The popularity of ETFs within the European asset management industry has increased dramatically over the last five years. Last year, we saw Barclays Global Investors delivering a substantial increase in its assets under management in ETFs with its Euro 240m acquisition of Indexchange of Germany. With a large number of smaller players still active in the market1, a number of commentators are speculating whether the present market turmoil may result in some of those smaller players falling victim to further consolidation in the European ETF market. This article seeks to identify the key high level issues that should be considered in any proposed acquisition of an ETF business.
Some key due diligence issues
Given their potential impact, it is important that the buyer makes enquiries as to the frequency and extent of any pricing errors in the funds over, say, a three year period prior to the acquisition. This will at least give an indication as to whether fund pricing errors may be a material issue in the target business. Ultimately however, appropriate protection will need to be sought in the relevant purchase agreement.
Index licence agreements
The index licence agreements are the key documents in any ETF business. These are the licences pursuant to which the relevant ETF provider is permitted by the index provider2 to list and trade ETFs that are linked to the particular index. There are a number of issues that need to be considered in relation to such agreements, in particular:
- Most Favoured Nation clauses - whereby the licencee may be required to increase its licence fees to match any higher fees that are payable under any new agreements entered into with other index providers. A buyer should also have regard to its own existing licence agreements and the potential impact on any MFN clauses in those licences;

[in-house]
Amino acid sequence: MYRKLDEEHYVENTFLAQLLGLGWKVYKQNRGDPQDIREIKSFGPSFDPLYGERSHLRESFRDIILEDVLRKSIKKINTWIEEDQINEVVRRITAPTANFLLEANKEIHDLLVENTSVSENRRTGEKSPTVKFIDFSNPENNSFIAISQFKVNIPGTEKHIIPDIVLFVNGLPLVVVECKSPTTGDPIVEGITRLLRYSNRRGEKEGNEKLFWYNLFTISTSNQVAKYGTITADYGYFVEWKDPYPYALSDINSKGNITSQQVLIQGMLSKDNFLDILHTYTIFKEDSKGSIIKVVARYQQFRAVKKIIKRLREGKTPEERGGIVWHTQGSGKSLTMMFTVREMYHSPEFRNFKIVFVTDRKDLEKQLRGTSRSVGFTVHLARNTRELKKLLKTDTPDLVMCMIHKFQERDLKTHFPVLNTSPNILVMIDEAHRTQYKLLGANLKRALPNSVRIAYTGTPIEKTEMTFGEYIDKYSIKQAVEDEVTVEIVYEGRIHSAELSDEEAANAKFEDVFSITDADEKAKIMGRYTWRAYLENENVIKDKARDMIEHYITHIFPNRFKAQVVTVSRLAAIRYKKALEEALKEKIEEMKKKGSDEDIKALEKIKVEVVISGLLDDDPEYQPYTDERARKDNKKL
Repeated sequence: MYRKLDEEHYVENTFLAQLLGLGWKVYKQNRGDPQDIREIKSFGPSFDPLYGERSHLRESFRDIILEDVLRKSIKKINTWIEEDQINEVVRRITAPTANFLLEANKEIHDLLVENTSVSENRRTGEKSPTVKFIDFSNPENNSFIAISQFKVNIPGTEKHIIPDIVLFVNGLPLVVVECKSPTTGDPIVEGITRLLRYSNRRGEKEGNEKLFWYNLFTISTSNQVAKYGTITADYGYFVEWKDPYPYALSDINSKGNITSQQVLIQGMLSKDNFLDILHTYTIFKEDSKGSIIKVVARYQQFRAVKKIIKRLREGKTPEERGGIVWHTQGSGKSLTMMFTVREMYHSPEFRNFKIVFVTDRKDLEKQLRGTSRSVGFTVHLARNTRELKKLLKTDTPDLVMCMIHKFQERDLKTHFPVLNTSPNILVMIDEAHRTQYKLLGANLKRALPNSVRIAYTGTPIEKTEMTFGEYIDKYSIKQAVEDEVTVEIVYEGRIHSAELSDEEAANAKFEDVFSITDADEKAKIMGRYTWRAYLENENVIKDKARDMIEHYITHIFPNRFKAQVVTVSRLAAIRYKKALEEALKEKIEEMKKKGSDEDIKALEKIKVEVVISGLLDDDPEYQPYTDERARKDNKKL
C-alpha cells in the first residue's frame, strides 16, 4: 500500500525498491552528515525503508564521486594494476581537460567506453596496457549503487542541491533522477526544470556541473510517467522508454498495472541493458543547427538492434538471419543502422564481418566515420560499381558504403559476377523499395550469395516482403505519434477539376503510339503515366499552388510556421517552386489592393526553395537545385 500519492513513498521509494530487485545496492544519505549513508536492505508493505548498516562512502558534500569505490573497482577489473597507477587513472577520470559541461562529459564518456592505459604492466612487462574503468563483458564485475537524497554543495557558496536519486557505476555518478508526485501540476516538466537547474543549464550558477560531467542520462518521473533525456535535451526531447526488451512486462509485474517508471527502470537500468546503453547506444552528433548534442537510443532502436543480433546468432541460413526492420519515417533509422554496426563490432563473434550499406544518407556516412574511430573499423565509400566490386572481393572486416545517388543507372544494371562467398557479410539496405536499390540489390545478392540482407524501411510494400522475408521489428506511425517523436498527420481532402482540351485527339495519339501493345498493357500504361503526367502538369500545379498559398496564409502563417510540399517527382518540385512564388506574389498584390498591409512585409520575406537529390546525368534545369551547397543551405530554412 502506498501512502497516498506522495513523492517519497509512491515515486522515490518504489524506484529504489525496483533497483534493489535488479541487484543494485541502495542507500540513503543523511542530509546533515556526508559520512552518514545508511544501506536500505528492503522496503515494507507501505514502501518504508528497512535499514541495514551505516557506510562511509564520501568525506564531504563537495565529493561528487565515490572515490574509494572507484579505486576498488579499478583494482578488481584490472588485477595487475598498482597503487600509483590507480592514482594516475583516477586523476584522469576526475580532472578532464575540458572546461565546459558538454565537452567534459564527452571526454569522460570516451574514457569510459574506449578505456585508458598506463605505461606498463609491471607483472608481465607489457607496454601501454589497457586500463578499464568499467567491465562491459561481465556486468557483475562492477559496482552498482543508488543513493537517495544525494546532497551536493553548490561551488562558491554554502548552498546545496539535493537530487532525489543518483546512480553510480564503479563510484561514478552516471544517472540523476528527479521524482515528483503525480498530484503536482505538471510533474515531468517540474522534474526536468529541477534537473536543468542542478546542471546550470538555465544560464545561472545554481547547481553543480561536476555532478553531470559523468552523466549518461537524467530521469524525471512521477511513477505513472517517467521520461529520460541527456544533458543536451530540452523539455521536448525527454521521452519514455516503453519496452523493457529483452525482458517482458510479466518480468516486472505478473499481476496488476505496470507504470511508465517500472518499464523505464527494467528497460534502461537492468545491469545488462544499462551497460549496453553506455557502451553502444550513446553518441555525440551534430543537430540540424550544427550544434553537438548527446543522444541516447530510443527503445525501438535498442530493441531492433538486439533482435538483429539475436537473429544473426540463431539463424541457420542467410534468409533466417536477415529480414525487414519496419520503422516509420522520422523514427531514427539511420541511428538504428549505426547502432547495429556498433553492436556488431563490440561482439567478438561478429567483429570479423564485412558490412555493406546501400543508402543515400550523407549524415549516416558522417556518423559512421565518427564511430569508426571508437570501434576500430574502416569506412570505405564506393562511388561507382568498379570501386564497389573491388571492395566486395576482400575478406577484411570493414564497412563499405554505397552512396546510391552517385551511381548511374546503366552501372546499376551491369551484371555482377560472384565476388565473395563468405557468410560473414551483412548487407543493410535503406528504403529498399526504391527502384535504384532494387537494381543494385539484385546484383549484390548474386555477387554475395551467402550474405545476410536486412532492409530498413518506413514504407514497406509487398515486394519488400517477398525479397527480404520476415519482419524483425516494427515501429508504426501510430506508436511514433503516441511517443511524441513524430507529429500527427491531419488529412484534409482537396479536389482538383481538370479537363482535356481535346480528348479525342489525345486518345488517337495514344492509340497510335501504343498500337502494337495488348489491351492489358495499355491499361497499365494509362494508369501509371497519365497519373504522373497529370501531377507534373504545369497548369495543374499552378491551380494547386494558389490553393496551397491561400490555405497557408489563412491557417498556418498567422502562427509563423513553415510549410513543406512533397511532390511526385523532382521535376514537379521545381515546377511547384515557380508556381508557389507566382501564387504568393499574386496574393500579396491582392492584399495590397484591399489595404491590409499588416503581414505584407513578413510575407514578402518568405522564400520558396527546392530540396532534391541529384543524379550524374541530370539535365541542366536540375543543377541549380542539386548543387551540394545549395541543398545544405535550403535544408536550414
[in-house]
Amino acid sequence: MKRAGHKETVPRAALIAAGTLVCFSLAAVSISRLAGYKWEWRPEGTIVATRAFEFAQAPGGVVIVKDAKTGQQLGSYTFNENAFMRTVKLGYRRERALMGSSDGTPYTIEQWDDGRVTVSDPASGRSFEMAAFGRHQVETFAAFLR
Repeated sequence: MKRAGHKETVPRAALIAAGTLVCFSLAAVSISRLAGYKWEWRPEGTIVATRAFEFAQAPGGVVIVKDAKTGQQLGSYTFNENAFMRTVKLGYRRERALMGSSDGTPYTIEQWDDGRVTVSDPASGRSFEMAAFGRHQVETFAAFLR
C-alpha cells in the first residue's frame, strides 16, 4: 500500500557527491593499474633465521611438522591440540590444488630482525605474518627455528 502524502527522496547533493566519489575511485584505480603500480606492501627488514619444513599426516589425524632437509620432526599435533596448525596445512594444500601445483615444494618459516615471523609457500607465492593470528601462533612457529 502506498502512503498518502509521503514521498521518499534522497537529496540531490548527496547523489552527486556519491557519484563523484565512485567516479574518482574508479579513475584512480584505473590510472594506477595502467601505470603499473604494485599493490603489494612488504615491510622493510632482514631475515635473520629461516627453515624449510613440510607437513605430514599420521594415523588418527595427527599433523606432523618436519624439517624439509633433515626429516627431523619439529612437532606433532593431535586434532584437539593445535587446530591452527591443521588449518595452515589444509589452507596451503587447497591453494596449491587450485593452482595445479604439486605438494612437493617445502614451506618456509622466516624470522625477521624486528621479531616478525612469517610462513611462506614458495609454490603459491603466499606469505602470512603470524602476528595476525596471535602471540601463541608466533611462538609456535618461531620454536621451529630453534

- Term and fee levels - understanding the duration and termination triggers of the licences and the ability of the index provider to increase the fee levels or alter the basis of the fees is key; and
- Obligation to launch funds - it will be important to assess the extent of any obligations to launch new funds as an ongoing condition of the licence.
Given the commercial sensitivity attached to these documents, the relevant target business may be extremely reluctant to disclose their terms, particularly the fee levels, to a potential buyer until completion of the deal is certain. This issue should be addressed early on in the transaction, as the buyer has to assess whether the terms of the licence agreements necessitate engagement with the relevant index licence provider ahead of signing the deal.
Securities lending, market making, custody and IT support arrangements
It will be important to identify at an early stage any limitations on the level of securities lending fees that can be levied in the particular target business jurisdiction. The current restrictions in relation to short selling may also have a bearing on any securities lending activities; these should be considered in the context of the overall business case numbers.